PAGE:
I’ve often heard converts who are preparing for Orthodox baptism say that as they get closer to the ceremony, life seems to get really difficult. Friends and family begin to express serious doubts and some become hostile. Work or school becomes more difficult. Physical ailments become more acute. Doubts about Orthodoxy abound. The list can go on and on.
I remember having the same experience before my baptism. It was like walking into a strong wind. You lean forward and your legs work hard. Most of the time you move forward, but sometimes the wind is so strong, you stumble back a little. Why is it such a struggle and where does this wind of opposition come from?
The Orthodox believe that there is an invisible world, and that part of that world is evil. This belief is mocked in our culture and it’s not kosher today to speak of Satan as a personal force of evil. You may be too young to remember the comedian, Flip Wilson. Among other things, he was famous for looking at the camera and saying “The devil made me do it.” It always got a lot of laughs. Today it would bring hoots of derision. St. Paul called Satan a roaring lion going about seeking to devour us. It’s a mark of our times that people joke about something that will devour them. I want to portray him as the wolf that tried to devour the three little pigs. I’m sure that you know the story.
Let me ask you – have you ever had a direct and personal experience of the devil? I’m not talking about the experience of temptation that we all have, but a face to face encounter. We read about it in the lives of the Saints, but we rarely hear of it now except in Hollywood movies about so called exorcisms. I think that the wolf remains hidden because there are few saints these days. In fact, the wolf is not very involved in the daily lives of most people. Has he lost interest in the damnation of the human race? No, that is still his goal, but he has powerful allies that do the work for him. St. Paul said that most of the evil and temptation that we experience comes from within ourselves. Our fleshly nature is a great ally of the wolf. There is another ally – the world. You might remember the list of the unholy trinity – the world, the flesh, and the devil. With the world and the flesh as his helpers, he is free to work on bigger things.
So, there is no reason to fear the big, bad wolf, right? It depends on what you are doing and if it draws his attention. For example, when he notices that you are trying to build a spiritual life, he becomes interested. If you do well in building your spiritual house, the wolf starts to worry and he begins to take a more personal interest in you. Clearly, if you are building well, his allies, the flesh and the world, must be falling down on the job. You are becoming a threat to him, so it is time to come and test what you have built.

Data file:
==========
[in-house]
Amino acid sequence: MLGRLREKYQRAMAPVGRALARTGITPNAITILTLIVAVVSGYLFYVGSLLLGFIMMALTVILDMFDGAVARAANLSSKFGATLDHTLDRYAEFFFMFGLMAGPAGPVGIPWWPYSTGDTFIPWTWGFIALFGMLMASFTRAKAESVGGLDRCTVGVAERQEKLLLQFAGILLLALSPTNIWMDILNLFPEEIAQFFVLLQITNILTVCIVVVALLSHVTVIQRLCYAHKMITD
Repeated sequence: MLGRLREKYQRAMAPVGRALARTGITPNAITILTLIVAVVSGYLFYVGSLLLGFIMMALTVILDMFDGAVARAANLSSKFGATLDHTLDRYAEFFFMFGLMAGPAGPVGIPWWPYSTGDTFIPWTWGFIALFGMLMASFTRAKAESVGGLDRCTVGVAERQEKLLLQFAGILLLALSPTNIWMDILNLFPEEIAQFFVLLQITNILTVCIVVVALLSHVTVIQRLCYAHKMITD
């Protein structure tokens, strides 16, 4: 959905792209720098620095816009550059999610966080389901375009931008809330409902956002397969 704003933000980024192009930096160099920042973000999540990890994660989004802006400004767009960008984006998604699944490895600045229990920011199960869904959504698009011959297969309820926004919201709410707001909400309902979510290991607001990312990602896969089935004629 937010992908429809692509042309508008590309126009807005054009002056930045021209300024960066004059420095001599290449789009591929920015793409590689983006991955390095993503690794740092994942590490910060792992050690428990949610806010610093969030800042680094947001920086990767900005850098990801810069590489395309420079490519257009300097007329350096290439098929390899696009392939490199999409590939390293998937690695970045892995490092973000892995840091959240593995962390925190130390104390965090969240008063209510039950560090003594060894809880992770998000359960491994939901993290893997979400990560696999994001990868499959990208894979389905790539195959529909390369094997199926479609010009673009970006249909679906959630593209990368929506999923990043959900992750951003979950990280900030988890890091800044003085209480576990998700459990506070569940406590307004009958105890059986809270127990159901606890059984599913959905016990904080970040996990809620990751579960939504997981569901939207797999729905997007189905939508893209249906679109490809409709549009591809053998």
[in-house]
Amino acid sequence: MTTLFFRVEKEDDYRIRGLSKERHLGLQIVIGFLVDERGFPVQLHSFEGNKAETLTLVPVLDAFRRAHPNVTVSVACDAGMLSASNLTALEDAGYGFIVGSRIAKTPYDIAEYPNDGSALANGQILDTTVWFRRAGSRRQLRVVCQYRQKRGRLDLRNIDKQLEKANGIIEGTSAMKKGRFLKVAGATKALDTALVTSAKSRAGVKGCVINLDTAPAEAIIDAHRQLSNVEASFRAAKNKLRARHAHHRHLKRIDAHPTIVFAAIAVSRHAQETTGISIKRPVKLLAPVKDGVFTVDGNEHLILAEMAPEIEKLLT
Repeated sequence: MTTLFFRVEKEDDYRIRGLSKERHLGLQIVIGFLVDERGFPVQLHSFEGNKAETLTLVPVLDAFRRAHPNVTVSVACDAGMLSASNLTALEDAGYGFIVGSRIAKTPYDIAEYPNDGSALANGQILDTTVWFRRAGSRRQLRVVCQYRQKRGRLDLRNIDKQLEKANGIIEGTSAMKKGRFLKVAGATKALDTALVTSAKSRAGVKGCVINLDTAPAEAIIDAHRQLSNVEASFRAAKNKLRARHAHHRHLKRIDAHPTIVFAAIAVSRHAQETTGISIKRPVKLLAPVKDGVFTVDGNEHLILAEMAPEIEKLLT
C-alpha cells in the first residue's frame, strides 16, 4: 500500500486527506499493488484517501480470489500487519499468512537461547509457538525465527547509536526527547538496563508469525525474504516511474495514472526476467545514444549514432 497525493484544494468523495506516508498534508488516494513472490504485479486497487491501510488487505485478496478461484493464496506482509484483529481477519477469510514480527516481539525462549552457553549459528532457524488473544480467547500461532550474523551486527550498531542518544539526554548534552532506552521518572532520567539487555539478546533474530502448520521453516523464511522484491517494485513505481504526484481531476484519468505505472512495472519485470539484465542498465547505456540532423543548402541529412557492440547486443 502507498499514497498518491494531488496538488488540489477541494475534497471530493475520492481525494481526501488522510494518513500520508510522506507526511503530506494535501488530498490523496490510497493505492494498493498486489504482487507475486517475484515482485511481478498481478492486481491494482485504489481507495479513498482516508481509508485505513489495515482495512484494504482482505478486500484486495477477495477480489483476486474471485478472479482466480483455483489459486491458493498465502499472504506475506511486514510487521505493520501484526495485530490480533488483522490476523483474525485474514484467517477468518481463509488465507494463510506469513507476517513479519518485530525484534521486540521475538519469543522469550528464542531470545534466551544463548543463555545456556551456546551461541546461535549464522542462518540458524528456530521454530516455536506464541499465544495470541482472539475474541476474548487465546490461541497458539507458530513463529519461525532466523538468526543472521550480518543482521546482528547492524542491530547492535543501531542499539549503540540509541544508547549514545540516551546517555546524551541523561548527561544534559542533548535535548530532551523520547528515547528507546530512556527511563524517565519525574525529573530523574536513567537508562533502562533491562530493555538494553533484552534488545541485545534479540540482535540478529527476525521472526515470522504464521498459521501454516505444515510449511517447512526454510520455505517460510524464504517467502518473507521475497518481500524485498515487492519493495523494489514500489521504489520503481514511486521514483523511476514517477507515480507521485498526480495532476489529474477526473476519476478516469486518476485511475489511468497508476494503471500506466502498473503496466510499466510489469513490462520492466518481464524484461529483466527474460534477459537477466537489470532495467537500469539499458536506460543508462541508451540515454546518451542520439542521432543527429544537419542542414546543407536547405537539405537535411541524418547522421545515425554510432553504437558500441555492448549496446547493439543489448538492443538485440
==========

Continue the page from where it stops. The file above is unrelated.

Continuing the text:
St. Paul speaks of this in 1 Corinthians 3:9-17. No matter how you build, the time of testing comes to us all. The wolf comes to blow and to test if we have built well and with good materials. If like two of the pig brothers, we build with hay or sticks, then our houses will surely fall. We will suffer loss and it will be sorrowful. How strong is this wind of opposition? It can be gentle in the beginning and then grow to hurricane force. Let’s remember how this wind blew against the early Church and how the Saints stood fast, often at the cost of their lives. It seems to me that the wind is approaching gale force again.
The material that we build with is faith, hope, love, patience, forgiveness, etc. The tools we us to build with is knowledge, Liturgy, prayer, fasting, etc. We have all we need to build well. It is amazing that so many of us live in spiritual shacks made with hay and sticks. It is inevitable that these will fall around us. When our houses fall under the wind is everything lost? In anger and despair, we look up to God and say “Why me? Do your really love me? What did I ever do to deserve this?” Having given us all we need, I can almost see God shrugging at the sentiment.
There is hope. Paul says that while we do suffer loss, we ourselves are not lost. The reason is that there is a foundation that is laid, and that foundation cannot be moved by any wind of opposition. The Apostles are the foundation and Christ is the cornerstone. No matter how disastrous my loss, I can begin to build again. We must rebuild! What good does it do us to just the materials and the tools and not use them. The only question is will I build with strong materials and will I build well. I won’t know the answer until the wolf returns.
Finally, this is not just a personal issue. St. Peter said that we are living stones and we are built into a spiritual house with other stones. If we are to successfully survive the wind that is coming, we need each other. Each of us must find our place in the wall of this spiritual house and be cemented together with other living stones. We are charged to build each other up in love. To think of what is coming against the Church, it is a tragedy when we tear each other down.
So, who’s afraid the big, bad wolf? We are on a good foundation, but we must continue to build our spiritual house, the Church, the Ark of Salvation. If we do well, when the wind of opposition blows again, we will not be moved. If we suffer loss, we will still stand on the rock foundation that cannot be moved. The gates of hell shall not prevail. In fact, the Saints tell us that the approach of the wolf is even a blessing from God. We often believe that we have done well in our spiritual life. God allows for us to be tested, and so we discover the reality of our situation.
We are the Temple of God, and the Spirit dwells in us.
Blow on, wolf, blow on.